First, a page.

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Whenever you gather a group of women together, the conversation inevitably turns to how hard it is to balance the duties at home and work. It doesn’t matter if the women are successful business executives or stay at home moms charged with keeping things running smoothly on the home front. There is always a conversation about how to balance work, family and still squeeze in some personal time. Inevitably someone leaves the conversation upset because she feels like a failure because she can’t make it all work.
Today I am advocating for a different way of looking at it. Get over the frustration, kick it out the door and say, forget it all and accept and embrace your life, whatever it is and keep moving. This is a great situation to use the seven stages of grief to handle:
1 Shock and denial – what happens when a woman realizes that she has responsibilities at home and work that ideally need 28 hours per day and that there are only 24 hours in each of her days.
2 Pain and guilt – what happens when she realizes that she cannot attend both her child’s school play and the big client pitch meeting at the same time so she must pick and she chooses to go to the client pitch meeting instead.
3 Anger and bargaining – what happens when she tries to explain to her family and her job that she can make it work and that she is sorry she missed the school play and went to the client meeting and that she is sorry she didn’t go out for drinks after the meeting but went home to feed the kids.
4 Depression, reflection, and loneliness – what happens when she realizes that she is not squeezing 28 hours into 24 and that there is no way she can do it. She feels sad and spends hours thinking about what she should have done, could have done.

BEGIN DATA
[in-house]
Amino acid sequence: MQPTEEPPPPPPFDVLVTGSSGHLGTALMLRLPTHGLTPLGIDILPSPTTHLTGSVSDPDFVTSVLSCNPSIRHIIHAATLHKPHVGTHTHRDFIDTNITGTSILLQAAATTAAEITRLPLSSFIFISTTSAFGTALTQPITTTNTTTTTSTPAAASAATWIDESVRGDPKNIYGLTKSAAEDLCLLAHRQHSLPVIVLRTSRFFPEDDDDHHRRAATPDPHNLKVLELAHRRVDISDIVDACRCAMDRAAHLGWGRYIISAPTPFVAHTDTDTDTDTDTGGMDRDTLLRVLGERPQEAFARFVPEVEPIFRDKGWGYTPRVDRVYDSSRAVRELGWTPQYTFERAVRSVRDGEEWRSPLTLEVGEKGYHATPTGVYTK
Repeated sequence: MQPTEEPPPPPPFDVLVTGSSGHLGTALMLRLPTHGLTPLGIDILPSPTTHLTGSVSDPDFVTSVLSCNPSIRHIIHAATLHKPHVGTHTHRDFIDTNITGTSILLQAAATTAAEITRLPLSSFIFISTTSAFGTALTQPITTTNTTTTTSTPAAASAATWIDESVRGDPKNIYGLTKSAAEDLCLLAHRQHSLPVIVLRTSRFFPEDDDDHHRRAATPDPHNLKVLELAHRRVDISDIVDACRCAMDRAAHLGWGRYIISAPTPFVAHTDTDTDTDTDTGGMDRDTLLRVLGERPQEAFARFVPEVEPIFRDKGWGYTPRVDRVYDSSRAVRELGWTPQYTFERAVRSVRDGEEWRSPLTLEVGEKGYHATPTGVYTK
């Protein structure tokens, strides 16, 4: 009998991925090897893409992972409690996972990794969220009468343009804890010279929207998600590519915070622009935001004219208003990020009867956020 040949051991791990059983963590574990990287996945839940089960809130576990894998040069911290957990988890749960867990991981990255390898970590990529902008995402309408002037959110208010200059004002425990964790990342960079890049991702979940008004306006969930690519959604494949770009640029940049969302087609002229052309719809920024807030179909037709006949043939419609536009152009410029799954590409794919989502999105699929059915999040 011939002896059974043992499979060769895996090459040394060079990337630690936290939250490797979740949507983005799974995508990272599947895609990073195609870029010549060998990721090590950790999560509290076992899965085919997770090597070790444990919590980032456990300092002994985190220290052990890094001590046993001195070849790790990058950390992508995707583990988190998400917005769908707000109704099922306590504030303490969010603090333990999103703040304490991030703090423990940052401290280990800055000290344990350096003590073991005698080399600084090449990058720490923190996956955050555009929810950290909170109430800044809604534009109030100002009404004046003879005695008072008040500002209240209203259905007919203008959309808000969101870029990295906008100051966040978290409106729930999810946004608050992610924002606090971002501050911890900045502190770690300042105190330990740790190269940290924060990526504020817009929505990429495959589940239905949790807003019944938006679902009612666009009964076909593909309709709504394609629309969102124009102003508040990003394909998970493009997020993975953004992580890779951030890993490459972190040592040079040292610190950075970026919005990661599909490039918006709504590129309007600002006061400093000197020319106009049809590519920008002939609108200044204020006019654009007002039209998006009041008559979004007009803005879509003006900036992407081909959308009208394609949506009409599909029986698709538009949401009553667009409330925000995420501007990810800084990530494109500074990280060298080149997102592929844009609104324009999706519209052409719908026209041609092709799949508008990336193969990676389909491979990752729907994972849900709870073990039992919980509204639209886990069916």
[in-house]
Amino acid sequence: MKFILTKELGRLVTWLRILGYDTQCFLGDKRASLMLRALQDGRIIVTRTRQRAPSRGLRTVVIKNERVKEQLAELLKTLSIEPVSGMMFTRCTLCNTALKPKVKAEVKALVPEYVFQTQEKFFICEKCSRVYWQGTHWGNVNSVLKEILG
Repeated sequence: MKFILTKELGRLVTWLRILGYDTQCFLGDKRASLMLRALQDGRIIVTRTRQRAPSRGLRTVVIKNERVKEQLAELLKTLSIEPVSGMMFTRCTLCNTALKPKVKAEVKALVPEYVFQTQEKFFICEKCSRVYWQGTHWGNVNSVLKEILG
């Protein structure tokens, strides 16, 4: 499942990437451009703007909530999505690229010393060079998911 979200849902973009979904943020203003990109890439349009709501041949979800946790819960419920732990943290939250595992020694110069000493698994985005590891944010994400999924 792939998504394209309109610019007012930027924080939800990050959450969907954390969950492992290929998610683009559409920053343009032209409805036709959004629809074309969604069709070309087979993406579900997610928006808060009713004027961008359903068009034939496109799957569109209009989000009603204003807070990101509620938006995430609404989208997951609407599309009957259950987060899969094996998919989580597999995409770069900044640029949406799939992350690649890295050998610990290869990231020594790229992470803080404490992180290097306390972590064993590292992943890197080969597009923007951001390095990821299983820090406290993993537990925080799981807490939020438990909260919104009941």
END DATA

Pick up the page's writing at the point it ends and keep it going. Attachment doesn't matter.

5 Upward turn – what happens when she begins to realize there is hope, a chance that there may be a way to stop feeling so bad about the job she is doing juggling work, home, and her personal needs.
6 Reconstruction and working through – what happens when she realizes that there really are only 24 hours in each day and that sometimes work will rule her life and sometimes family will rule her life and that is okay. It is at this point that she starts prioritizing things situation by situation and accepting the fact that there is no 50/50 rule that will work and that is okay.
7 Acceptance and hope – what happens when she decides to be happy. She accepts that work-life balance is a myth that she no longer has to believe. She decides she is happy with her new knowledge that she doesn’t have to have it all and instead can enjoy and appreciate her life for what it is – full of opportunity to fail, but also open to the possibility for so many wonderful accomplishments.
In conclusion, it is fantastic to finally realize that there is no magic secret to the work-life balance puzzle and that is okay. So, the question for you this fantastic day is when are you going to embrace your life and be happy?